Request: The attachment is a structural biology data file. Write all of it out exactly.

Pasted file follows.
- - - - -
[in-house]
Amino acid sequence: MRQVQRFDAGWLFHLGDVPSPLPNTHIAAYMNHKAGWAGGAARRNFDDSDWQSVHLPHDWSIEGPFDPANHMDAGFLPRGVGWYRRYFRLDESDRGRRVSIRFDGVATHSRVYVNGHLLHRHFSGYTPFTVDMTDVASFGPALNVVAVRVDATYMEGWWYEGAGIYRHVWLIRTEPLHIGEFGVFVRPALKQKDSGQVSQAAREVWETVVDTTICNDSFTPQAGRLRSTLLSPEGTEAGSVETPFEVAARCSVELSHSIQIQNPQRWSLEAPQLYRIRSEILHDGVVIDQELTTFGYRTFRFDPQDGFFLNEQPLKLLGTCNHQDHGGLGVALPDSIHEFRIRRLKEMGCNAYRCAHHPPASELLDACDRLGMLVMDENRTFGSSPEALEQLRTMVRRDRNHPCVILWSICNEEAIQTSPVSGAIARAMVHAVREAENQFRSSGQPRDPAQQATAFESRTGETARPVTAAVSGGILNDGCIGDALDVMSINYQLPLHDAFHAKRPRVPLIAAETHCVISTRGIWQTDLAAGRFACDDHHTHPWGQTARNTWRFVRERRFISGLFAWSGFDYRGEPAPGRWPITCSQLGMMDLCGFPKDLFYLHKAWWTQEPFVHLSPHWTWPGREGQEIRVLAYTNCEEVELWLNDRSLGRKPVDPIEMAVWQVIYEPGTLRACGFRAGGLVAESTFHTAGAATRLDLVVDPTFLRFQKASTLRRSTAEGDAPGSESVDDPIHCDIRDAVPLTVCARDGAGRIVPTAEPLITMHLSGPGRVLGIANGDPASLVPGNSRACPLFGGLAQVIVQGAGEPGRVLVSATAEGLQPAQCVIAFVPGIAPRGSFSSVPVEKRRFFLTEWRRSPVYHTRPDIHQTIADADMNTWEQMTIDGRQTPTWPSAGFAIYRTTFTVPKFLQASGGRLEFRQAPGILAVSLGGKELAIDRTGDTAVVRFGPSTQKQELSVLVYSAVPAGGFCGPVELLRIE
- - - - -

[in-house]
Amino acid sequence: MRQVQRFDAGWLFHLGDVPSPLPNTHIAAYMNHKAGWAGGAARRNFDDSDWQSVHLPHDWSIEGPFDPANHMDAGFLPRGVGWYRRYFRLDESDRGRRVSIRFDGVATHSRVYVNGHLLHRHFSGYTPFTVDMTDVASFGPALNVVAVRVDATYMEGWWYEGAGIYRHVWLIRTEPLHIGEFGVFVRPALKQKDSGQVSQAAREVWETVVDTTICNDSFTPQAGRLRSTLLSPEGTEAGSVETPFEVAARCSVELSHSIQIQNPQRWSLEAPQLYRIRSEILHDGVVIDQELTTFGYRTFRFDPQDGFFLNEQPLKLLGTCNHQDHGGLGVALPDSIHEFRIRRLKEMGCNAYRCAHHPPASELLDACDRLGMLVMDENRTFGSSPEALEQLRTMVRRDRNHPCVILWSICNEEAIQTSPVSGAIARAMVHAVREAENQFRSSGQPRDPAQQATAFESRTGETARPVTAAVSGGILNDGCIGDALDVMSINYQLPLHDAFHAKRPRVPLIAAETHCVISTRGIWQTDLAAGRFACDDHHTHPWGQTARNTWRFVRERRFISGLFAWSGFDYRGEPAPGRWPITCSQLGMMDLCGFPKDLFYLHKAWWTQEPFVHLSPHWTWPGREGQEIRVLAYTNCEEVELWLNDRSLGRKPVDPIEMAVWQVIYEPGTLRACGFRAGGLVAESTFHTAGAATRLDLVVDPTFLRFQKASTLRRSTAEGDAPGSESVDDPIHCDIRDAVPLTVCARDGAGRIVPTAEPLITMHLSGPGRVLGIANGDPASLVPGNSRACPLFGGLAQVIVQGAGEPGRVLVSATAEGLQPAQCVIAFVPGIAPRGSFSSVPVEKRRFFLTEWRRSPVYHTRPDIHQTIADADMNTWEQMTIDGRQTPTWPSAGFAIYRTTFTVPKFLQASGGRLEFRQAPGILAVSLGGKELAIDRTGDTAVVRFGPSTQKQELSVLVYSAVPAGGFCGPVELLRIE